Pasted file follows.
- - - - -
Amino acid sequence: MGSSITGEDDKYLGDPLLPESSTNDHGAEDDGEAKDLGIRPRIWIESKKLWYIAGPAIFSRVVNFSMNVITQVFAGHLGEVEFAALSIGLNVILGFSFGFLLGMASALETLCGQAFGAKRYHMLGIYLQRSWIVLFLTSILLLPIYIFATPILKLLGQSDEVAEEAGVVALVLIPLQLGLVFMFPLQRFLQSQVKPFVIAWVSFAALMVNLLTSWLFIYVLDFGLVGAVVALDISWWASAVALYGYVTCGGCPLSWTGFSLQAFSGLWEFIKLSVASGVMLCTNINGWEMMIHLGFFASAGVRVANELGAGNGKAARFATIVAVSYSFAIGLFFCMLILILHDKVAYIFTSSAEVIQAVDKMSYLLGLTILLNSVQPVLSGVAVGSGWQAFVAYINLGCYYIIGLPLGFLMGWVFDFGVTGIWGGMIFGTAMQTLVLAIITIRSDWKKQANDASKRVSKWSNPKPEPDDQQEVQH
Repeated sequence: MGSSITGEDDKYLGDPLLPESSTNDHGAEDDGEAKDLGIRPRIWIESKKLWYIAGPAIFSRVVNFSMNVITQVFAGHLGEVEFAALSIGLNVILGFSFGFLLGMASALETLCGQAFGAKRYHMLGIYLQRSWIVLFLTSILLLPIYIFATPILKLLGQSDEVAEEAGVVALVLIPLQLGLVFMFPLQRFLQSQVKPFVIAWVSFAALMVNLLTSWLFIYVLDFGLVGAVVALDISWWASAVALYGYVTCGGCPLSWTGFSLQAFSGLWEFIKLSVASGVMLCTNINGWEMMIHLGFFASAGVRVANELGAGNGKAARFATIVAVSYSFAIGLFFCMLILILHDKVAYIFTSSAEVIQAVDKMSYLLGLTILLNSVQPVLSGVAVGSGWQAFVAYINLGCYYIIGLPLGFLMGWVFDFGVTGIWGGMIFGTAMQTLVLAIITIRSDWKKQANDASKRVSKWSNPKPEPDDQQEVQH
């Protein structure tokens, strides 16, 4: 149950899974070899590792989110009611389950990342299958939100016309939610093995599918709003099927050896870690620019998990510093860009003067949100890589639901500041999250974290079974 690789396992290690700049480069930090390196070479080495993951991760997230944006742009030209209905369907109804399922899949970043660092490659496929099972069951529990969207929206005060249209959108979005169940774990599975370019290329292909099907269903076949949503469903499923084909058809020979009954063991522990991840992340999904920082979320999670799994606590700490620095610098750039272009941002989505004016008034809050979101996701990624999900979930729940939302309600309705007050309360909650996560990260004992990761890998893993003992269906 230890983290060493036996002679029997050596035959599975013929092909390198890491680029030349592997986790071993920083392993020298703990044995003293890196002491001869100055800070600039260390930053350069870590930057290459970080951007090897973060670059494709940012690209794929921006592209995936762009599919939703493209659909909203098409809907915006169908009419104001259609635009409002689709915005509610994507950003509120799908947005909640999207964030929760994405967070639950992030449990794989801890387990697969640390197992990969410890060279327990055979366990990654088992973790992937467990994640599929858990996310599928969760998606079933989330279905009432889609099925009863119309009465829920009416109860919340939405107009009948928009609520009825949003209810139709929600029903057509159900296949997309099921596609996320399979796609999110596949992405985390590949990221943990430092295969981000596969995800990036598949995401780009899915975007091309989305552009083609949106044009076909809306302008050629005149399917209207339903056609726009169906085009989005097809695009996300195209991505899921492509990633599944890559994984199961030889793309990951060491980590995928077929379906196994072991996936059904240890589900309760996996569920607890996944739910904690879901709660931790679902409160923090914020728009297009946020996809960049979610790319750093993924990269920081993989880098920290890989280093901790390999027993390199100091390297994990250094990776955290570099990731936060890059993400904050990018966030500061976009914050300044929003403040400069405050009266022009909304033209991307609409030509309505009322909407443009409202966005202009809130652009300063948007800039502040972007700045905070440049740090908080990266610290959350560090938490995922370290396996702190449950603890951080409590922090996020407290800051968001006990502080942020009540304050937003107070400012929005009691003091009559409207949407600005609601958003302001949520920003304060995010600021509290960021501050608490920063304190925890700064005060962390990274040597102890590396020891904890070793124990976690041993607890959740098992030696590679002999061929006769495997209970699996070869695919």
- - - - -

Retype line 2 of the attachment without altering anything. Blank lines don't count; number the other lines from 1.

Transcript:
Repeated sequence: MGSSITGEDDKYLGDPLLPESSTNDHGAEDDGEAKDLGIRPRIWIESKKLWYIAGPAIFSRVVNFSMNVITQVFAGHLGEVEFAALSIGLNVILGFSFGFLLGMASALETLCGQAFGAKRYHMLGIYLQRSWIVLFLTSILLLPIYIFATPILKLLGQSDEVAEEAGVVALVLIPLQLGLVFMFPLQRFLQSQVKPFVIAWVSFAALMVNLLTSWLFIYVLDFGLVGAVVALDISWWASAVALYGYVTCGGCPLSWTGFSLQAFSGLWEFIKLSVASGVMLCTNINGWEMMIHLGFFASAGVRVANELGAGNGKAARFATIVAVSYSFAIGLFFCMLILILHDKVAYIFTSSAEVIQAVDKMSYLLGLTILLNSVQPVLSGVAVGSGWQAFVAYINLGCYYIIGLPLGFLMGWVFDFGVTGIWGGMIFGTAMQTLVLAIITIRSDWKKQANDASKRVSKWSNPKPEPDDQQEVQH